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Sparky installer issue

Started by SleepyD, November 11, 2018, 11:58:20 PM

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Hi.  Does anybody know why the Sparky installer requires you to format an existing EFI and Swap partitions to install Sparky?  I've noticed this with a few Debian based distros.  I have a multiboot Linux PC.  A lot of distros automatically pickup the existing EFI and Swap partitions.  I don't want to have to correct the Fstab on each distro after I install Sparky which is what I will have to do since it makes me reformat the EFI and Swap partitions.


Sparky 4 or 5??

Calamares or Advanced. 

if installed the output of "inxi -b"  gives us a lot more info that is not that intrusive.

It wouldn't hurt to post your present etc/fstab
example Sparky lxqt on a netbook

# /etc/fstab: static file system information.
# <file system> <mount point>   <type>  <options>       <dump>  <pass>
proc /proc proc defaults 0 0
# /dev/sda1
UUID=f817a267-6199-424f-8f2e-c731faaed6c0 / ext4 relatime,errors=remount-ro 0 1
# /dev/sda3 home
UUID=5cf442f8-ffc4-4e6d-8fd1-15960bcb019b /home ext4 relatime 0 0
# /dev/sda2
UUID=71bdab69-9c23-4474-989e-f965c73614ed none swap sw 0 0
# cdrom
/dev/cdrom /media/cdrom udf,iso9660 user,noauto,exec,utf8 0 0

And for down the road having numerous linuxs os's booting on same computer - yeah share the same swap.  However sharing the same /home means sharing the same .dot files.  That can pose problems. 

some people with multi-boots use a /data partition and /home1  (for os 1) /home2  (for os 2), etc.  That solves the .dot file problem. 
lvm can be quite nice for things like this. Another option I like virtualbox or kvm/qemu  for kicking tires of different OS's  if you have enough memory.  I do not know if Calamares does lvm yet.
Also if you are using calamares installer, please check their bug list.    the other option for Sparky install.

Search forum for "More info easier via inxi"    If requested -  no inxi, no help for you by  me.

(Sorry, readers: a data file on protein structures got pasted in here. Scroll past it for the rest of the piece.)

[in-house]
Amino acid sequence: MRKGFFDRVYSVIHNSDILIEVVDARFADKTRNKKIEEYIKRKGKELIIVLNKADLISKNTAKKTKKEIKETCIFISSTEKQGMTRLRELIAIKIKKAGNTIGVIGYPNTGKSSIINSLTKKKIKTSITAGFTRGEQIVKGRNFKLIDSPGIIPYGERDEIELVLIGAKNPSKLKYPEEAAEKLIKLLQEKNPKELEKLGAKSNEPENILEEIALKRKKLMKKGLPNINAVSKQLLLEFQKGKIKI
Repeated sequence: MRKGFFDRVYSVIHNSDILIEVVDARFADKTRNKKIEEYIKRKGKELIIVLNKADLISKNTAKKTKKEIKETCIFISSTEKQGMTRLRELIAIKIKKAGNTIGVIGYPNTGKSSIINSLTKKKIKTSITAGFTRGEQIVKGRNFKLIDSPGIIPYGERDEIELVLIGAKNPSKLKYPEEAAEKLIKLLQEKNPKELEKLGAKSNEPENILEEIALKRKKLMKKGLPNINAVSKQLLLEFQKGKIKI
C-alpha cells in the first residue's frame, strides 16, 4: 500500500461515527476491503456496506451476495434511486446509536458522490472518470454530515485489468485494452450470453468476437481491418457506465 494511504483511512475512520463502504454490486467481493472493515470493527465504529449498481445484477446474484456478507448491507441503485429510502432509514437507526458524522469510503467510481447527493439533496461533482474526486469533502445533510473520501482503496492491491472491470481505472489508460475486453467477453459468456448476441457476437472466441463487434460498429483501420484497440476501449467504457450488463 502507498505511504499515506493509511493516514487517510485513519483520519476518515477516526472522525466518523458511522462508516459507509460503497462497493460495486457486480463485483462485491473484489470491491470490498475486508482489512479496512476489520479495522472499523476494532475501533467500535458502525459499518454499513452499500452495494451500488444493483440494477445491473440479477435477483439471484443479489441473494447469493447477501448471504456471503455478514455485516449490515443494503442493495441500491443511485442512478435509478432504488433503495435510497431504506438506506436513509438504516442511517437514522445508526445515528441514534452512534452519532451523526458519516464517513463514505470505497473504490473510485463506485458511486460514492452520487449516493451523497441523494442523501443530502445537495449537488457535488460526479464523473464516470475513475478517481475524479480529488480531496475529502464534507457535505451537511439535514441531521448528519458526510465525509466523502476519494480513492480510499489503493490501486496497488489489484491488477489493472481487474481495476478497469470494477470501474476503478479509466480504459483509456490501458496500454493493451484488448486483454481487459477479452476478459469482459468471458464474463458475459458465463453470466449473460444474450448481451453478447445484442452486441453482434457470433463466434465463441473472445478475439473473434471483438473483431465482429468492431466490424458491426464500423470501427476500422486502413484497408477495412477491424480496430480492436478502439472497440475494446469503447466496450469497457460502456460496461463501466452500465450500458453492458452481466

Hi paxmark1.  Sorry for the late response.  Thanks for the response.  I ran the advanced installer options to use the existing partitions for EFI and Swap.  It seemed to work.  I don't have the delayed boot when I login to Peppermint OS but I do have the delayed boot on some other OSs.  I'm not sure why but it is the same issue when I installed some other Debian distros before.  I will have to edit Fstab on the other OSs.  I only have a dual core i3 so I don't generally go for running distros in a VM.  I have a separate partition where I store my data.

Here's my inxi-b output:

System:    Kernel: 4.9.0-8-amd64 x86_64 (64 bit)
           Desktop: LXDE (Openbox 3.6.1) Distro: SparkyLinux 4 (tyche)
Machine:   Device: desktop Mobo: GIGABYTE model: MKLP3AP-00 v: 1.x
           UEFI: American Megatrends v: F3 date: 10/20/2015
CPU:       Dual core Intel Core i3-6100U (-HT-MCP-) speed/max: 447/2300 MHz
Graphics:  Card: Intel HD Graphics 520
           Display Server: X.Org 1.19.2 drivers: modesetting (unloaded: fbdev,vesa)
           Resolution: 1920x1080@60.00hz
           GLX Renderer: Mesa DRI Intel HD Graphics 520 (Skylake GT2)
           GLX Version: 3.0 Mesa 13.0.6
Network:   Card-1: Intel Ethernet Connection I219-V driver: e1000e
           Card-2: Intel Wireless 3165 driver: iwlwifi
Drives:    HDD Total Size: 500.1GB (1.8% used)
Info:      Processes: 168 Uptime: 21 min Memory: 575.8/7903.4MB
           Client: Shell (bash) inxi: 2.3.5


I do not have multi-boot (except for an sdhc  for one os and small hdd on an atom)  so I can't try to see how/if sparky does not give the option to not fomat existing and swaps.  I applaud that you use a separate partition for your data.  Using the advanced installer seems wise also. If i read correctly it appears that for you the advanced installer does not re-format the swap and efi.

If Calamares doe do that, that would be upstream in Calamares for the fix.  Standard Debian has their own installer.

Delayed boot. You can hit the escape key during the boot to escape from the Plymouth screen and watch for things that slow it down. Viewing the logs can show what might be slowing the boot down.  I like "systemd-analyze blame" for a quick look at what slows things down.  "journalctl -b -1" will show your last boot logs and you can use grep  to see what fails  "journalctl -b -1 | grep ail"   will show fail failed Failed, and the false positives of daily, etc. 

Have fun, others might have ideas also.
Search forum for "More info easier via inxi"    If requested -  no inxi, no help for you by  me.

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